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  • 21-March-2023

    English

    Building a Skilled Cyber Security Workforce in Five Countries - Insights from Australia, Canada, New Zealand, United Kingdom, and United States

    As societies become increasingly digital, cyber security has become a priority for individuals, companies and nations. The number of cyber attacks is exceeding defence capabilities, and one reason for this is the lack of an adequately skilled cyber security workforce. This report analyses the demand for cyber security professionals in Australia, Canada, New Zealand, the United Kingdom and the United States using information contained in online job postings. The analysis looks at recent trends in the demand for workers in different types of cyber security roles, the geographical distribution of cyber security job postings, and the changing skill requirements for professionals in this field. The report also looks at the supply side, zooming in on the landscape of cyber security education and training programmes in England (United Kingdom). It describes the different types of programmes provided in further and higher education, the profile of learners in these programmes and their outcomes. Finally, the report also looks at policies and initiatives adopted in England to make cyber security education and training programmes more accessible and relevant. This report is part of a larger initiative examining the evolution of policies and experiences in the cyber security profession around the world.
  • 28-February-2023

    English

    Drivers of Trust in Public Institutions in New Zealand

    In New Zealand, the government’s response to the COVID-19 crisis is considered effective as it protected people’s lives with limited disruption to society and the economy. A key factor in achieving these results was a focus on collective goals, grounded in the high-trust relationship that exists between New Zealanders and their public institutions. Still, high levels of trust should not be taken for granted. As new challenges emerge and old ones reappear, people in New Zealand expect the government to build on the lessons from the pandemic to improve service delivery and the resilience of public institutions. This report provides recommendations for further strengthening trust, including making public services more responsive, integrating long-term thinking into policy making, countering the spread of mis- and disinformation and reinforcing New Zealand’s integrity system.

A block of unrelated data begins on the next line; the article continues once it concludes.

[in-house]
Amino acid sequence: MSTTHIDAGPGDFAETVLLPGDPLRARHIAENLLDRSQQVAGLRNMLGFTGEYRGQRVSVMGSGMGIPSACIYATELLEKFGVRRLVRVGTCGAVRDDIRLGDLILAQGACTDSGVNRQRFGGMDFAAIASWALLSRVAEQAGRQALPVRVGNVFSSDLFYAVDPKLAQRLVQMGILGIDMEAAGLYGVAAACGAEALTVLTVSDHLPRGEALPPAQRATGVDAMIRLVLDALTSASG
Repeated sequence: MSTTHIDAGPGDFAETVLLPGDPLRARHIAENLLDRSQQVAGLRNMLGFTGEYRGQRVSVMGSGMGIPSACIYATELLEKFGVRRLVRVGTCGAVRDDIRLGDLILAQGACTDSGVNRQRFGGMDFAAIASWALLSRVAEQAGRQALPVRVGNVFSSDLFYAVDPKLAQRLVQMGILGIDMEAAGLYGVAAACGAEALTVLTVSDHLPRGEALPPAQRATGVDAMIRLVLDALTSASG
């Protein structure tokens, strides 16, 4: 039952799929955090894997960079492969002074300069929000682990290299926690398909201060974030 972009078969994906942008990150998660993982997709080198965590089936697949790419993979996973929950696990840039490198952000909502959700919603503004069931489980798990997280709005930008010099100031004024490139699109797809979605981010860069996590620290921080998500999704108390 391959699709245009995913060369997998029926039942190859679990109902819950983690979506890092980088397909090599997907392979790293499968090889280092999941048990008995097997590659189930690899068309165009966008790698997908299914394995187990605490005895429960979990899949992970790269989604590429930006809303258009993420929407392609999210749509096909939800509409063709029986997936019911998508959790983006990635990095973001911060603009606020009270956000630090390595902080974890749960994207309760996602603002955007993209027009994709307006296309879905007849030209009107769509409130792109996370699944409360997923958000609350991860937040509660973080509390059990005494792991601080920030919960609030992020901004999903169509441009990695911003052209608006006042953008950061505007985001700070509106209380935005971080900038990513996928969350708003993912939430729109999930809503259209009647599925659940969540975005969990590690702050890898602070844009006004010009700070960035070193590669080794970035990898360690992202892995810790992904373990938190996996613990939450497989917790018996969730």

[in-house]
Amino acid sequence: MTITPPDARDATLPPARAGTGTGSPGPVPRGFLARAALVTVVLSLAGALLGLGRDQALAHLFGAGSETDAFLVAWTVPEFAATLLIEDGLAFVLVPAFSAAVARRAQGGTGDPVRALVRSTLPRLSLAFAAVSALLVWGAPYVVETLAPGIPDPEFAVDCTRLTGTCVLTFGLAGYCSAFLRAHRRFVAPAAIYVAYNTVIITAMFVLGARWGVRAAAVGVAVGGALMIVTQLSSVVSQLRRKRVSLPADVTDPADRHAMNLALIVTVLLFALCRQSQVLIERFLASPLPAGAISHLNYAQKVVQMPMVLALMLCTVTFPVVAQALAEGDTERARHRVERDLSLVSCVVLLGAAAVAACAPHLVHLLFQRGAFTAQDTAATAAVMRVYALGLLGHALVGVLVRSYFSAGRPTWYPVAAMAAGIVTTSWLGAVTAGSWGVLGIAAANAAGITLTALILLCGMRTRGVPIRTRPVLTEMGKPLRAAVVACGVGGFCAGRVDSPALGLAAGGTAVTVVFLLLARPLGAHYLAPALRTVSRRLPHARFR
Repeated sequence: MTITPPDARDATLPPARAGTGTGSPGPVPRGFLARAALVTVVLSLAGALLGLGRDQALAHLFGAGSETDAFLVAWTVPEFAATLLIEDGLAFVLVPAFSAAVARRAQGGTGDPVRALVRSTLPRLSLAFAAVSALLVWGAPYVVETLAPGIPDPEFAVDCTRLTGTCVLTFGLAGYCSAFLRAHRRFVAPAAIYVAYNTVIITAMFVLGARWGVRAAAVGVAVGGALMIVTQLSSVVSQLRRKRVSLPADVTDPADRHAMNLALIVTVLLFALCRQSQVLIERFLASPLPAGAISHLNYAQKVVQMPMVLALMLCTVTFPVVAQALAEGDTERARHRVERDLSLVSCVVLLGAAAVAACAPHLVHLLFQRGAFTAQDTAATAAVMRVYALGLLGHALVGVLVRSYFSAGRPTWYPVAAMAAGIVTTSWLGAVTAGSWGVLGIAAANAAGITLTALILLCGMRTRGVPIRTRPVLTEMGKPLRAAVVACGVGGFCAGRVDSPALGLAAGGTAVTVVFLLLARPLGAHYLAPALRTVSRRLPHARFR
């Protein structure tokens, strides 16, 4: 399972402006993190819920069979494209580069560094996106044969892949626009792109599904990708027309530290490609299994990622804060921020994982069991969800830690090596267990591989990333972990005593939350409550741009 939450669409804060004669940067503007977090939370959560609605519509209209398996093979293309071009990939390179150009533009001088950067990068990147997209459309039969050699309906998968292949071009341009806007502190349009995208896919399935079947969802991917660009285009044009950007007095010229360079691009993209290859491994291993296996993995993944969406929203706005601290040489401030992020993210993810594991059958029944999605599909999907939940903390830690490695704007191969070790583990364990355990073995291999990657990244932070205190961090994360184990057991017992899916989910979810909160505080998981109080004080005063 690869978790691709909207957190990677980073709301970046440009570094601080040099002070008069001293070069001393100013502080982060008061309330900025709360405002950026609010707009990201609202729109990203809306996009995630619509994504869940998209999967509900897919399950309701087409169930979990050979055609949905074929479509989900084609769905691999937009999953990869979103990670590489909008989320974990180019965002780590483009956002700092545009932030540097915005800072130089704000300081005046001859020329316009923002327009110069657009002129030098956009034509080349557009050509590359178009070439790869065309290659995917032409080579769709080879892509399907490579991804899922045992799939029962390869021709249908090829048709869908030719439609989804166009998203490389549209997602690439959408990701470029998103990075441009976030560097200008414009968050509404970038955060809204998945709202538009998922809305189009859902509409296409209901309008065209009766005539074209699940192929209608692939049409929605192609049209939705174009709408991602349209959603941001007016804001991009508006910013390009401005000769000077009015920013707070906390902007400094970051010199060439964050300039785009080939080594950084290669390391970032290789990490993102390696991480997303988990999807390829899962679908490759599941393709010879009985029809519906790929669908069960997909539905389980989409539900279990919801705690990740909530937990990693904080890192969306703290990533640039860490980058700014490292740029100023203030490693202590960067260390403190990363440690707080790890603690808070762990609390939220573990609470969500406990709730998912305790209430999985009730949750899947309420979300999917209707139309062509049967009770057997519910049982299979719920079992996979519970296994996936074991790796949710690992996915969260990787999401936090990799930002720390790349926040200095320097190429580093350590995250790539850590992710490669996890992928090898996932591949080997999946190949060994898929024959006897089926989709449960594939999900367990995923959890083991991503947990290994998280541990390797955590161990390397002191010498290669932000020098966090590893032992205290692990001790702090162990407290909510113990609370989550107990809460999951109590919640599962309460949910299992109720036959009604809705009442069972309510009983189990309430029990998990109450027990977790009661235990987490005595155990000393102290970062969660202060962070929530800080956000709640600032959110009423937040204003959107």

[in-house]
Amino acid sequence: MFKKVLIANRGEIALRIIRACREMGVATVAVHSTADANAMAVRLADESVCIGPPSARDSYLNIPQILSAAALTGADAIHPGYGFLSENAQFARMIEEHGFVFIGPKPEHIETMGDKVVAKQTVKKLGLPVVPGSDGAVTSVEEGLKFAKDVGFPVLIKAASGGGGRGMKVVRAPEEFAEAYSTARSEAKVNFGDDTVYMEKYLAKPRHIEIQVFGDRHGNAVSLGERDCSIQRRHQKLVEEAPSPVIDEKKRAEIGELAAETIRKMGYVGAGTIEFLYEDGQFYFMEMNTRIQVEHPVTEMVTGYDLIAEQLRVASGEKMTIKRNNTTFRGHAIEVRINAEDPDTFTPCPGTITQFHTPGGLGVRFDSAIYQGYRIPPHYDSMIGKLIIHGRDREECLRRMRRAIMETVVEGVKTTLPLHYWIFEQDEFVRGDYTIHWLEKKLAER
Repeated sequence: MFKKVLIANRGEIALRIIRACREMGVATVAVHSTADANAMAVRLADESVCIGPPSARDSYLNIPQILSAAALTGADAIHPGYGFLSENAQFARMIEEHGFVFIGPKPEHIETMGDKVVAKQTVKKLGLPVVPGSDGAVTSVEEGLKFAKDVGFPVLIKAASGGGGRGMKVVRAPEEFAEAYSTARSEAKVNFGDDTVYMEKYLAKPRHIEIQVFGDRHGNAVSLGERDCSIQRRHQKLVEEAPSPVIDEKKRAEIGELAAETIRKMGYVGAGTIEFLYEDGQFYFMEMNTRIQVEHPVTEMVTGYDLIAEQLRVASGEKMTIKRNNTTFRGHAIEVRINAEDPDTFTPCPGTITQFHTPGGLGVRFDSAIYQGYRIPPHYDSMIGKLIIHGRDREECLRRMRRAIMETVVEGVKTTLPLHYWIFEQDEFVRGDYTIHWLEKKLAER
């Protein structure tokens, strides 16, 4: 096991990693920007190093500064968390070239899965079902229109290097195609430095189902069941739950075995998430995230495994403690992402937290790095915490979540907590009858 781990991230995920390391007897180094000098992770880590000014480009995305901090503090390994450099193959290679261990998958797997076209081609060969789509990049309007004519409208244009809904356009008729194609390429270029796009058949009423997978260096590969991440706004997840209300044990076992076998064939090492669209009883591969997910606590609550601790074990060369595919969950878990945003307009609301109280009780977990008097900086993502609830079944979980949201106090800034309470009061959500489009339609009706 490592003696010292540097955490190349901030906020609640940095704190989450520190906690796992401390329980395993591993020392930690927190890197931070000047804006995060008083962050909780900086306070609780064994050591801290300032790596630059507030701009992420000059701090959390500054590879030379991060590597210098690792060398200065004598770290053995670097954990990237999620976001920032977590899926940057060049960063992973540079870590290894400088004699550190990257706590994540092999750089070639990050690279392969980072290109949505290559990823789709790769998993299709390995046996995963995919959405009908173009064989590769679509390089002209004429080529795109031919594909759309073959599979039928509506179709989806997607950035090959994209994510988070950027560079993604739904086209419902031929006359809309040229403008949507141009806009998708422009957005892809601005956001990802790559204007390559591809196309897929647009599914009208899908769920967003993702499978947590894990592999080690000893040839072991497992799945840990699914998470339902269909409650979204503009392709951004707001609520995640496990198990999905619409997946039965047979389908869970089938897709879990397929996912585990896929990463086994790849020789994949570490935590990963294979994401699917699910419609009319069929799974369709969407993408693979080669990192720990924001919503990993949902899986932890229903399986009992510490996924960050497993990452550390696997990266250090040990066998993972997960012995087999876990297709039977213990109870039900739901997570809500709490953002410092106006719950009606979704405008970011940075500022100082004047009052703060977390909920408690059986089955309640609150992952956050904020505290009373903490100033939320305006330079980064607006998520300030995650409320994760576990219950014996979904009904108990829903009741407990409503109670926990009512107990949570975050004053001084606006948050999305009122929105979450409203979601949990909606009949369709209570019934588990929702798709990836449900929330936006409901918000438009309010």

• 23-February-2023

    English

    Six questions about the demand for artificial intelligence skills in labour markets

    This study responds to six key questions about the impact that the demand for Artificial Intelligence (AI) skills is having on labour markets. What are the occupations where AI skills are most relevant? How do different AI-relevant skills combine in job requirements? How quickly is the demand for AI-related skills diffusing across labour markets and what is the relationship between AI skill demands and the demand for cognitive skills across jobs? Finally, are AI skills leading to a wage premium and how different are the wage returns associated with AI and routine skills? To shed light on these aspects, this study leverages Natural Language Processing (NLP) algorithms to analyse the information contained in millions of job postings collected from the internet.